If you write long enough, you know that being a writer has a dark side. A side so inky that it seems to suck every mote of brilliance from my universe and stuff it down a maw as black as a politician’s heart. That dark.
Even before Catholic mystic St. John of the Cross wrote the treatise that spawned the term “the long, dark night of the soul,” creatives everywhere have recognized the gloomy sides to their otherwise bright and spangle-filled worlds. It’s no secret that writers and other creatives are much more prone to depression, sensitivity, and moodiness than your average Joe. We see things differently than others, and this often makes us feel odd or alienated. To cope, we sometimes arrange our lives to allow for thoughtful retreat from the ant-like business of humanity, and then end up feeling more isolated. Luckily, we aren’t afraid of our darkness, and often tap into it to create our best and most impactful works.
While having a midnight moment of my own, I discovered the book Steal Like an Artist by Austin Kleon. In it is this simple chart that pretty much sums up one of my writing projects:
While even the upswing on the chart seems gloomy, it did shed light on the lifecycle of my dark side. Project beginnings are heralded with an admixture of adrenaline and hopefulness. I feel invincible — like whatever I’m working on is going to be The Next Big Thing. Then, I realize it’s gonna take time–and lots of it–to make it a success. I begin to obsess on finding morsels of available moments that I can cannibalize for my creativity’s sake. Ultimately, everything takes longer than expected, at which point boredom sets in and I’m fully immersed in the dark side of writing. I’m bored. I’m demoralized. I’m convinced no one will want to read what I’ve written anyway. I think, “Why bother?”
But, sure as there’s a silver lining to at least one cumulonimbus in the sky, my attitude will eventually muscle its way back into the sunshine. Perhaps I’m not as fresh-faced and glowy as when I began, but I’m able to see the benefit in continuing on.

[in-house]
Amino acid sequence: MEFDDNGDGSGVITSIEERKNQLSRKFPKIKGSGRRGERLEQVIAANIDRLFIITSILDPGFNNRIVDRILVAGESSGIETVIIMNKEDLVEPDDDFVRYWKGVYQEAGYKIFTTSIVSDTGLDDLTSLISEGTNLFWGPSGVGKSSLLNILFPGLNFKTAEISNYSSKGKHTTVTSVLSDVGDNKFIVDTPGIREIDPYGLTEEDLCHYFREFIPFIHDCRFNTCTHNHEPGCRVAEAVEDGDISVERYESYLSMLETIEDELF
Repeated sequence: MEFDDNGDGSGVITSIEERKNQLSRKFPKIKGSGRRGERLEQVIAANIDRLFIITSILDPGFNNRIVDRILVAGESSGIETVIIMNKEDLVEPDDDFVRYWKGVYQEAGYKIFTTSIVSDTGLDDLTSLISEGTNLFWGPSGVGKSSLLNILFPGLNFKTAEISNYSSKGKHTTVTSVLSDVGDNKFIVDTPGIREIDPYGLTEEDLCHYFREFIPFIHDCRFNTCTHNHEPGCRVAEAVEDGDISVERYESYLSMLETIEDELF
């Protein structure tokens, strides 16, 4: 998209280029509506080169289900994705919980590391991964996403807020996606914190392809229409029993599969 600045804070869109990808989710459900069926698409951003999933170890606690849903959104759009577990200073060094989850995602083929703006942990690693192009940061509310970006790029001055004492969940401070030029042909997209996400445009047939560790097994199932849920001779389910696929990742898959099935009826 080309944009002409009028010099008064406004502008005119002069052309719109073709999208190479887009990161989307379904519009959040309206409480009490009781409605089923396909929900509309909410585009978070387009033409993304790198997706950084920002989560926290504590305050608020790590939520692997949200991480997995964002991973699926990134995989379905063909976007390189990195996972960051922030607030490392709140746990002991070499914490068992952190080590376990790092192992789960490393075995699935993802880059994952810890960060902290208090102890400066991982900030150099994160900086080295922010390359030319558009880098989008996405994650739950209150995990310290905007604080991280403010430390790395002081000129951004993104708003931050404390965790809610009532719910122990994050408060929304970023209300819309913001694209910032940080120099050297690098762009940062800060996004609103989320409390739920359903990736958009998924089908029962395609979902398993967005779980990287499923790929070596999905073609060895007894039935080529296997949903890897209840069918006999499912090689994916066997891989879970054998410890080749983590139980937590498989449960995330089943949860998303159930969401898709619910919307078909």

What this chart’s missing, though, is the second half of the story. After all is said and done, I don’t always think the end result sucks. In fact, sometimes I think it’s pretty damn good. What’s even more important is that the next time I’m working on a project, my lows aren’t as low as the last time. Oh, sure, every once in awhile I’ll dip my toe in the depths of the abyss, but the more I produce, the more I realize that the vicious cycle is neither vicious, not cyclical. It moves and fluctuates with my moods and the seasons of my life. Like a living being, my creativity is unpredictable, mutable, and capricious.
The best thing you can do for your dark side is to make friends with it. Love your creative process, whether it be curled up like an emo 16-year-old under your bed or dancing in abandon on the ceiling. Chances are, you’ll experience highs, lows and everything in between while you’re working through it. Embrace it all. It’s all part of what goes into the making of some of the best writing on the planet —yours.